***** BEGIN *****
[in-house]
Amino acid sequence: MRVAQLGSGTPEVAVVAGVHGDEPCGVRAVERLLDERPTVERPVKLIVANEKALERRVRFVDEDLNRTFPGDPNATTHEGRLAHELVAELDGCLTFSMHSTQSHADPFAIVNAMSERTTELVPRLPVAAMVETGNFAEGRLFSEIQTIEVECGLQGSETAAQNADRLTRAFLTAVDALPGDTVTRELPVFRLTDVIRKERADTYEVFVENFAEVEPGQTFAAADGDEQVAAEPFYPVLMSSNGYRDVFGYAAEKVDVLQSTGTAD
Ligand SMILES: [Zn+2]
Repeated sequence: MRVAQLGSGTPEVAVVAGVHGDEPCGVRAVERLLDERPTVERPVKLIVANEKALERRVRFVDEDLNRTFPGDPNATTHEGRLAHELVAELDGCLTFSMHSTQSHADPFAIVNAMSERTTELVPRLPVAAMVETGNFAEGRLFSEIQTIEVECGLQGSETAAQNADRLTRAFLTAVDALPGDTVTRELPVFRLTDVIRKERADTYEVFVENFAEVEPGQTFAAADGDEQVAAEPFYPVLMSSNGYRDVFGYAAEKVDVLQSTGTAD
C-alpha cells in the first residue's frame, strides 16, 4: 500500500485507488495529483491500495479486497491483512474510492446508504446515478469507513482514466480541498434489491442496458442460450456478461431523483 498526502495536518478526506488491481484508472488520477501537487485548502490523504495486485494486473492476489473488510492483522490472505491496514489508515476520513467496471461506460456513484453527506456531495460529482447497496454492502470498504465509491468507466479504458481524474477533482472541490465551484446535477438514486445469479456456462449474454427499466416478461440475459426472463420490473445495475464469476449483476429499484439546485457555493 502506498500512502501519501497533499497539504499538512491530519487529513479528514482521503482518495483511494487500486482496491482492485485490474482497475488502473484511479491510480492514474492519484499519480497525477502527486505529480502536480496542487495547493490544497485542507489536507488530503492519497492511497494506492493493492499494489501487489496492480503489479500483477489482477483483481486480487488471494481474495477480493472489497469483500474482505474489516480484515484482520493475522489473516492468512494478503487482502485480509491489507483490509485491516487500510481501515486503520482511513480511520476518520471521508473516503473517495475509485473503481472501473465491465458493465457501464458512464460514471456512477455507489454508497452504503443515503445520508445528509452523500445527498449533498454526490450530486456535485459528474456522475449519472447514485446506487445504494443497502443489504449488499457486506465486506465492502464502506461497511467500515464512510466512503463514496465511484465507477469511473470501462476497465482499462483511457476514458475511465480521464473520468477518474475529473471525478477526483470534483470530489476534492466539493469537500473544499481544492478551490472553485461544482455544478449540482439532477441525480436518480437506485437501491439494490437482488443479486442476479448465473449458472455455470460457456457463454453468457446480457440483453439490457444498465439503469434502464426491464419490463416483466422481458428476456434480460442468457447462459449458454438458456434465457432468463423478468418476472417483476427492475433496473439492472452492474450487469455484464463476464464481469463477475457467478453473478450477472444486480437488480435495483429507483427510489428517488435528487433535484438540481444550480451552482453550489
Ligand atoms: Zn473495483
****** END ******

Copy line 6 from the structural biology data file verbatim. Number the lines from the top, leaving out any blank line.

Ligand atoms: Zn473495483